RV Fire Safety

A couple of years ago I was travelling back home from Hope, B.C. after a lovely camping trip. The weather had been spectacular, and the whole trip had been great. About two hours out from home I got stuck in long weekend gridlock–or so I thought. I couldn’t see what the holdup was, but just ahead, a lot of people were getting out of their cars and craning their necks. Stuck as we were, I figured there was nothing to see, but it was funny, you know? People don’t usually do that in gridlock. They just wait and sweat and swear.

Suddenly, way up ahead, grey-black smoke began to billow up from something on the highway.

Turns out an RV had caught on fire. It had something to do with the propane tanks. Inside of an hour the RV went from someone’s home on wheels to wreckage you couldn’t even identify. I know, because the radio was giving real-time details about it as I drove past. The driver and passengers were okay, fortunately, but it goes to show you just how fast your RV can be gone if you don’t pay attention to fire safety.

 

Some Facts Everyone Needs to Know

RV fires in North America number in the thousands each year; more than 6000 in the U.S. alone.  It is one of the largest causes of motor coach losses in this day and age. Since it can ruin a vacation at best and result in loss of life in a worst case scenario, it makes sense to spend a little time working on RV fire safety before you go on your trip.

Do these things to make your motor home safe and secure:
  • Check all fuel lines and connections between the engine and the fuel tank. This should be done on a monthly basis if you use your caravan regularly. If a leak is detected, have the system inspected by a qualified mechanic immediately.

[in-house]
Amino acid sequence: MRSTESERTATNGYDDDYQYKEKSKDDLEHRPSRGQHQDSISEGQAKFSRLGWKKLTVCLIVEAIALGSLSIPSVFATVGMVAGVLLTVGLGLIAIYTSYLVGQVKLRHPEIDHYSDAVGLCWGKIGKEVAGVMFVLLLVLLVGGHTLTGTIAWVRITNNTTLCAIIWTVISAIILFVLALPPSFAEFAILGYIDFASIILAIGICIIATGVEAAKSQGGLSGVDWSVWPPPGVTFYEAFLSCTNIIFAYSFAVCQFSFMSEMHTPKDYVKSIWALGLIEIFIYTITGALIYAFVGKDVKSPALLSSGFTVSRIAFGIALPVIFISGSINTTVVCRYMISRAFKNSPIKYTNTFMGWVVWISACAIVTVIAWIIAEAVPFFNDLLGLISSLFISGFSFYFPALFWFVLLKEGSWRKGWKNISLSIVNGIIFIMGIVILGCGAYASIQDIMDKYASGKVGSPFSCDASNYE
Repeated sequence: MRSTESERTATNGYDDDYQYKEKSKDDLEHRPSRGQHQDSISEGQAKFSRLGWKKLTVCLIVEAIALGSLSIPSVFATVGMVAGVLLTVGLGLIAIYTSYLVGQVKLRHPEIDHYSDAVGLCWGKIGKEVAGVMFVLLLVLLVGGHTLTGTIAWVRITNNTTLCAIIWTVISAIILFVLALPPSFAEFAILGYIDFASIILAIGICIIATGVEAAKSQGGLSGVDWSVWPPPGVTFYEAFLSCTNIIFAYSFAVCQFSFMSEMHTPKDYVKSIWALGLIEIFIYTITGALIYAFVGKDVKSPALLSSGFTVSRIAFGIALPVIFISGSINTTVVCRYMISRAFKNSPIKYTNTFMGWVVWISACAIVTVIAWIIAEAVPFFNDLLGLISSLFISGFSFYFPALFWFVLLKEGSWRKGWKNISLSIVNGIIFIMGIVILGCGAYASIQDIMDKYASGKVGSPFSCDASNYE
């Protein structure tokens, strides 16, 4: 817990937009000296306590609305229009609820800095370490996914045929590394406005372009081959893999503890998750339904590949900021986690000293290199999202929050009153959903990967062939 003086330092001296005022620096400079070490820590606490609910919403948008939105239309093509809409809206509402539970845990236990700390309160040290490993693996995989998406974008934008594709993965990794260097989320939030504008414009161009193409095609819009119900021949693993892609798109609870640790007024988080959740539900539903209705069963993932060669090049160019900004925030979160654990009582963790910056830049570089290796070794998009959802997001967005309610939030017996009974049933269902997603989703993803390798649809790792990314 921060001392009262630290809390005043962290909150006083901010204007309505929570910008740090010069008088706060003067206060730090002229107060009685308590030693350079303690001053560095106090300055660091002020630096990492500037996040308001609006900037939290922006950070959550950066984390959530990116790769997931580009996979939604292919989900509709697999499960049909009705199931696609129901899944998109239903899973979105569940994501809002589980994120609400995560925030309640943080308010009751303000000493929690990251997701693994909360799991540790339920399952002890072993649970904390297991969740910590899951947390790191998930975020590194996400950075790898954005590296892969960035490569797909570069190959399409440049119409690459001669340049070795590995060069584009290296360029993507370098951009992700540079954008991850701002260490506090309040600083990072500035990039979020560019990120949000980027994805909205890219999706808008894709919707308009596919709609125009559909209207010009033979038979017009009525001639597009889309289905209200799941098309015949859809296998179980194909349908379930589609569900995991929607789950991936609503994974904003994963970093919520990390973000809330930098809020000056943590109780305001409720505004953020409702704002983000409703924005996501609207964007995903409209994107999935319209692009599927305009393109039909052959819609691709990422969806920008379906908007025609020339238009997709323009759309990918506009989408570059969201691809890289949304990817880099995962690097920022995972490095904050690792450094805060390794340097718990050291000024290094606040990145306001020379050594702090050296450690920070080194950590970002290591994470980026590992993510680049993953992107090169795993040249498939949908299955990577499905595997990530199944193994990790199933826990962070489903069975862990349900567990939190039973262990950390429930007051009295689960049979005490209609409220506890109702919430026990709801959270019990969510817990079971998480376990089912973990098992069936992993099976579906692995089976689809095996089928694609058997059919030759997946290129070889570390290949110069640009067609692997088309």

• Check your radiator regularly. The engine manifold can get as hot as 900° F. during some drives, and can cause fires.
  • Keep your caravan’s underside clean. Dirt and dust combine with grease for engine build-up. combined with a fuel leak it can cause a fire. It’s more economical to keep it clean in any case because it will run cooler.
  • If you don’t have a smoke alarm installed in your RV, do so right away. Escape options are limited in a motor home, so early fire detection can mean the difference between life and death.
  • Carry three fire extinguishers in your RV: the one that came already installed by the manufacturer, one in an accessible place in the bedroom, and one in an unlocked storage compartment that you can access from the outside. Keep all three maintained in good working order, checking them over every three months.
  • Buy an escape ladder. The escape window of a motor home is often very high off the ground. Dropping down from one can result in injury, especially for the very young or for older people. Get one especially for RV’s at www.moryder.com
Half of All Fires Occur When the RV is stationary.
  • Never leave cooking unattended and keep heaters away from your caravan’s internal fittings.
  • Extinguish your pilot light before towing.
  • Practice opening and closing your RV’s emergency escape window. Some of them can be sticky or tricky to open. When you know how to do so before an emergency arises, it will save valuable time.
Over a third of all RV fires are caused by faulty wiring.
  • Shut off your propane at the tank. Driving with it on can increase the chance of explosive combustion. Your food will stay cold for up to 8 hours in a motor coach fridge with the propane turned off.
  • Keep extra baking soda in the galley for extinguishing small kitchen fires.
  • Never leave a stove on unattended or use it to heat your RV. Propane releases carbon monoxide in dangerous levels.
  • Plan your escape before a fire occurs. Run through the plan with your family at regular intervals so everyone knows what to do.

    burnt RV
    This one actually has some RV left. The one we saw was unrecognizable.

Learning from your mistakes is not the way to go. It is costly, painful and time-consuming. Your wisest plan of action? Learn from the mistakes of others; plan in a way that keeps you from making mistakes. A vacation is a beautiful thing to ruin. You can’t replace your life.

By R. Maxine Lundquist

2 thoughts on “RV Fire Safety”

  1. Great fire prevention tips! After having a fire at my home several years ago in which we lost everything, I can tell you I am very conscious and a bit scared of the idea of a fire in the RV. I agree it is a really good idea to have an escape plan that has actually been practiced. And make sure everyone knows how to open the escape windows. I will be picking up an extra box of baking soda to keep in the kitchen of the RV.

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